July 2007

Toumani Diabate and the Symmetric Orchestra
July 5, 2007 Harbourfront Toronto
The Prince of the Kora Inherits Harbourfront Kingdom
Report and photos by Laila Boulos
This was an evening filled with duels between balafon and djembe; djembe and vocals; kora and balafon. Intricate interplay, especially between the kora and balafon, was the raison d'être of the musicians that night.

The first battle to take place occurred between the balafon and djembe. The balafon player, first on the scene, opened the evening with Whirling Dervish force but was shortly overtaken by the djembe player attacking his instrument like a Veg-O-Matic contraption gone wild — chopping, slicing and dicing.

But....his reign was short-lived as the Wagner-esque fugue of the synthesizer attempted dominance. As the musical intensity grew more taut, the first singer bounded onto the scene greeted by cheering. A gargantuan fireball, this vocalist spun his tazmanian devilish powers into every corner of the stage during his encounters with the other musicians. Amidst all this brouhaha, Toumani smoothly and quietly slid in, accompanied by greater cheering. As the 'duelling' resumed with the djembe player and singer battling for supremacy, the crowd was stirred into a wall of cheering frenzy.

All evening, the pure endless intensity of the playing was exhilaratingly head-spinning. And at times the repetitive rhythms, so passionate and emotional, were akin to being tickled relentlessly with a feather.

There were many deft changes in mood and intensity throughout the performance, but they were imperceptible until you were right in the middle of them wondering how they had transpired. This back and forth change in tone which occurred throughout the evening was akin to jumping effortlessly from a rowboat to a high-powered yacht and back. The evening positively gushed with these musical sun-bursts which were a testament to the subtlety and skill of the musicians.

The first vocalist disappeared in a flurry leaving the stage free for the arrival of his replacement. The second singer, no less intense than the first, divided his time in the spotlight between asserting his vocal muscles and commanding the audience to pay attention as each musician showcased his virtuosity. He was a master in instructing the crowd to clap at certain intervals and sing in others. Extremely dramatic and visually appreciative of the talents of his colleagues, his on-stage antics were as consuming as the playing of the musicians.

Many people were feverishly dancing in the aisles and standing ovations greeted the finales of most songs. There was a lot of action and boys-in-the-schoolyard playfulness among the musicians. So refreshing, it definitely added to the enjoyment of the performance for everyone participating.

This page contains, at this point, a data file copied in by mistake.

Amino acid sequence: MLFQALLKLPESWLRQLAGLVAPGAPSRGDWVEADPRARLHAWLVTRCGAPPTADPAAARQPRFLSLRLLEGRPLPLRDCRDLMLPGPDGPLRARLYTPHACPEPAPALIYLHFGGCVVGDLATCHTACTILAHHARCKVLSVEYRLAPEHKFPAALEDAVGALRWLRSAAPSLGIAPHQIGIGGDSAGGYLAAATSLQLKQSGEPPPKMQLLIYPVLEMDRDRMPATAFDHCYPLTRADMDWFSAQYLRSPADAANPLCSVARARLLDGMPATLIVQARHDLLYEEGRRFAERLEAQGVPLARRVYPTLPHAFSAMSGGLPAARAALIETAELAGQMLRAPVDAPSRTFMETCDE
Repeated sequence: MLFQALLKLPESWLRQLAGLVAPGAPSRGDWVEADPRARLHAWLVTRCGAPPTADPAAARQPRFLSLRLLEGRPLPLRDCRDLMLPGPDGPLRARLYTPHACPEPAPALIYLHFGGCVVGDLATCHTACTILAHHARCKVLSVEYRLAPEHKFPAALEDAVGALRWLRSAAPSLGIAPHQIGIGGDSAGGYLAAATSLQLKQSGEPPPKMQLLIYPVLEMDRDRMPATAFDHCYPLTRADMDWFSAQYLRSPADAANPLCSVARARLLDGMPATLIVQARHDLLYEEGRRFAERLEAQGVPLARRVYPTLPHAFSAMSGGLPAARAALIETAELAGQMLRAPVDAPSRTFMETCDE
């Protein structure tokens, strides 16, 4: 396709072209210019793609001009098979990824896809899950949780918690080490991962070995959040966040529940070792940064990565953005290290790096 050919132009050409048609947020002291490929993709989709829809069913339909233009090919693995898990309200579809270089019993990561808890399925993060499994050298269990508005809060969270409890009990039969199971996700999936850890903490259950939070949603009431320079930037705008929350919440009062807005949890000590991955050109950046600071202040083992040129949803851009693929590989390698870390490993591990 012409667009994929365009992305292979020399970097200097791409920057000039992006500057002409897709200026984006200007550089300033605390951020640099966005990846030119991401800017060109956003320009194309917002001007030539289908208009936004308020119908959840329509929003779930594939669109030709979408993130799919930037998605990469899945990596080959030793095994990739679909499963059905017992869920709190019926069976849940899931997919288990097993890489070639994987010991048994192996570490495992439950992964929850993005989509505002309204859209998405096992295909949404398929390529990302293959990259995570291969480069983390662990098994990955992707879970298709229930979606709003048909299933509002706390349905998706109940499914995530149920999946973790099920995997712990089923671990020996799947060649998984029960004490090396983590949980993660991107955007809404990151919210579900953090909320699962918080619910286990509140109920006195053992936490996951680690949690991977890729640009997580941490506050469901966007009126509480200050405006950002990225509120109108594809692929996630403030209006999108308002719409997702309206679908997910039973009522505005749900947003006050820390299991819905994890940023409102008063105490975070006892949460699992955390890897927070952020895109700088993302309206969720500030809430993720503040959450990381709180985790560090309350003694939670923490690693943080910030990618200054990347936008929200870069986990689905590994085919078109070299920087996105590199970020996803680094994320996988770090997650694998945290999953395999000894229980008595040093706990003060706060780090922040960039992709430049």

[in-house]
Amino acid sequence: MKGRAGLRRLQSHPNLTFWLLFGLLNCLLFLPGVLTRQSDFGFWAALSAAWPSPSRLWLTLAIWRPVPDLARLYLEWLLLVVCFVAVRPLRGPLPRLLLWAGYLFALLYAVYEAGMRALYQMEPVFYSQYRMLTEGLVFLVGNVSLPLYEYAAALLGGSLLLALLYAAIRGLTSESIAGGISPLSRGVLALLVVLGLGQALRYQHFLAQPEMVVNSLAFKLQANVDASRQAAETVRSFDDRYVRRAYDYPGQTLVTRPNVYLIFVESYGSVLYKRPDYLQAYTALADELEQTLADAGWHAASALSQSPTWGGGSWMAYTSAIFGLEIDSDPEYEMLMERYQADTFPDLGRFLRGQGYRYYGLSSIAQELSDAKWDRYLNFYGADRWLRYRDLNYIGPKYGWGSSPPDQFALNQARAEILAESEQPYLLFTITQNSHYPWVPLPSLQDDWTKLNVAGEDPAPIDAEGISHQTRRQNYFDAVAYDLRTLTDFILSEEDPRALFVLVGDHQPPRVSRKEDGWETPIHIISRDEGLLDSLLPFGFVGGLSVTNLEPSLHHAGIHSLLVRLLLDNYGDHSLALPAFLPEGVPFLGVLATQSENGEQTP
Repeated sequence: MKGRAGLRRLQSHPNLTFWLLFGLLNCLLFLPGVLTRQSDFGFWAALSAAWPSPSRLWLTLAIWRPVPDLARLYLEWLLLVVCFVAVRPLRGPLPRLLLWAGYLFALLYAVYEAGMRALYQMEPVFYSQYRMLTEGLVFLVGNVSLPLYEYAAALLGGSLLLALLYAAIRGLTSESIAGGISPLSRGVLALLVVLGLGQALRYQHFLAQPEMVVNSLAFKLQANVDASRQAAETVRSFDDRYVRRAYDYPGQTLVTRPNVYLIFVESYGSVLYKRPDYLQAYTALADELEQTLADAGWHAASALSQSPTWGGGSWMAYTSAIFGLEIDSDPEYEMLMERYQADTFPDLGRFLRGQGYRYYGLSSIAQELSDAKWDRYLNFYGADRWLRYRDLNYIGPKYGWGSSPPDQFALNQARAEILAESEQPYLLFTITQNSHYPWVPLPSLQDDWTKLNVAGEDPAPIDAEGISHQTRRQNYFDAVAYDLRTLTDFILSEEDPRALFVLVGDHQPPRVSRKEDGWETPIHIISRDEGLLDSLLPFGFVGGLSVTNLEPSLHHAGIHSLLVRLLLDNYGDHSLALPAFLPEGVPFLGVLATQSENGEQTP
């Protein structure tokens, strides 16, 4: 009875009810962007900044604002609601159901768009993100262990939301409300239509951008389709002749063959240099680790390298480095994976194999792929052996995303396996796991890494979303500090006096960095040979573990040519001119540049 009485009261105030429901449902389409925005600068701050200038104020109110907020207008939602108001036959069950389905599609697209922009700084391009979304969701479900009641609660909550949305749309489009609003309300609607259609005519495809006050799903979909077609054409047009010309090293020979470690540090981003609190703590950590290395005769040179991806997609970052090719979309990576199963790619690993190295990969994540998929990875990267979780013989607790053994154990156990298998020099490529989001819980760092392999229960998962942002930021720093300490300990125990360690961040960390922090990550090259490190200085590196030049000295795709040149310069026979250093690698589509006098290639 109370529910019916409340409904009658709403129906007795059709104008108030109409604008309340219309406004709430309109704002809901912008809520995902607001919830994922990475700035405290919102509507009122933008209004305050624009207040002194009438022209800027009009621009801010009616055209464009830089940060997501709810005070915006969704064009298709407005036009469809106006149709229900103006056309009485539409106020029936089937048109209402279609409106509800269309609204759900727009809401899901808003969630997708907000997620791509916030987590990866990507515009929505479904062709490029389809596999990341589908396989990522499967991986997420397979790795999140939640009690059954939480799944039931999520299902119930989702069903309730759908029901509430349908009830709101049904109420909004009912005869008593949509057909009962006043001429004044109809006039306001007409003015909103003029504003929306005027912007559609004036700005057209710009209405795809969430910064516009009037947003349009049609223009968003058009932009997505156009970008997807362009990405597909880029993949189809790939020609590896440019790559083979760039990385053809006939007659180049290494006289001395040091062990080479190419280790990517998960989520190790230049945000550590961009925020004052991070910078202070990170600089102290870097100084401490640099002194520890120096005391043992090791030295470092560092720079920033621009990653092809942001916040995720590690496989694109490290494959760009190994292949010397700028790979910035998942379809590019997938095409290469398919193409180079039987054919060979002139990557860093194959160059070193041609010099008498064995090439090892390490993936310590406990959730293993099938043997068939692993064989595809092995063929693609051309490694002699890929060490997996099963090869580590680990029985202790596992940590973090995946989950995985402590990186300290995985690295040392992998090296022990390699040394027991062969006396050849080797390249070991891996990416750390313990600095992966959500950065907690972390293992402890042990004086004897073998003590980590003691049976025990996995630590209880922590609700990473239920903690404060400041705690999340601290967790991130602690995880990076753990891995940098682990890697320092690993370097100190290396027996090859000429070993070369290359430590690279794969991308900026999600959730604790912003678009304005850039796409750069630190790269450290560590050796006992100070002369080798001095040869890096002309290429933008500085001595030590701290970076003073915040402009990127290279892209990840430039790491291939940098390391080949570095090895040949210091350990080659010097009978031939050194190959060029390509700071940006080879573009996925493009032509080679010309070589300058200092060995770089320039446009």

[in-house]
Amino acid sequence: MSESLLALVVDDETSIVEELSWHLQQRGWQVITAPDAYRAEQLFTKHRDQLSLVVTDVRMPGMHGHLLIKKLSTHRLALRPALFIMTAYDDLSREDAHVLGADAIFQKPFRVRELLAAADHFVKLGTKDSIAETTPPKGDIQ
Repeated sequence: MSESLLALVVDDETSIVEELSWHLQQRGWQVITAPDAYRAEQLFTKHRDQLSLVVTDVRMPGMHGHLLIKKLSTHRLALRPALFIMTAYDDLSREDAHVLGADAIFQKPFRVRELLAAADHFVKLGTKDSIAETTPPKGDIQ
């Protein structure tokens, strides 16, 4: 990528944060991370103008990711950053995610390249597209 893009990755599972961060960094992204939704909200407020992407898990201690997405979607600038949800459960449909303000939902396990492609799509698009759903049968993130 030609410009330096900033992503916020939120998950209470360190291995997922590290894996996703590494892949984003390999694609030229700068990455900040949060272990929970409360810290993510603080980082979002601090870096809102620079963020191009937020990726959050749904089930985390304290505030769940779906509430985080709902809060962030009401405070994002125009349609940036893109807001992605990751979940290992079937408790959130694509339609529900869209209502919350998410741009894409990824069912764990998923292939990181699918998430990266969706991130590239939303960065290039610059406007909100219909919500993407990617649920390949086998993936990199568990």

In direct contrast to the above frenzy, the spellbinding siren of the kora, like a gentle, breathtaking rainbow after a storm, glowed effortlessly at many intervals during the evening. This shimmer of dulcet tones contrasted sharply with the various comings, goings and playful musical jumping-ins of the other musicians throughout the performance.

One of the high points of the evening presented itself when Toumani sat alone on the stage with his kora. He proudly informed the crowd, to rousing and awe-filled applause, that he belonged to the 71st generation of kora players in his family. Then, with the undeniable warmth of a grandfather sitting you on his lap, he gently began to wrap the audience around his fingers as he proceeded to give them a brief tutorial of this, his preferred instrument. Touching upon many of the other African instruments along the way, this musical journey led by Toumani was at once fascinating and mesmerizing.

But, the final after-the-wine-has-spilt seduction arrived during Toumani's final set. The Prince of the Kora took over the room, filling it with a multitude of lush strains that, although light, were so heart-wrenchingly passionate they brought many in the audience to tears. Being one of them, I know this to be a fact. His manipulation of the kora coaxed forth such exquisite sounds that if he played forever it would have been too short.

During this dreamlike performance, Toumani informed the crowd that music was the international language. Looking around the room full of cheering, dancing-on-air fans, the message was clear. And at the end of it all, no translation was required for the standing ovation Toumani and his Symmetric Orchestra received as everyone was speaking the same language.

We welcome your comments and feedback
Laila Boulos
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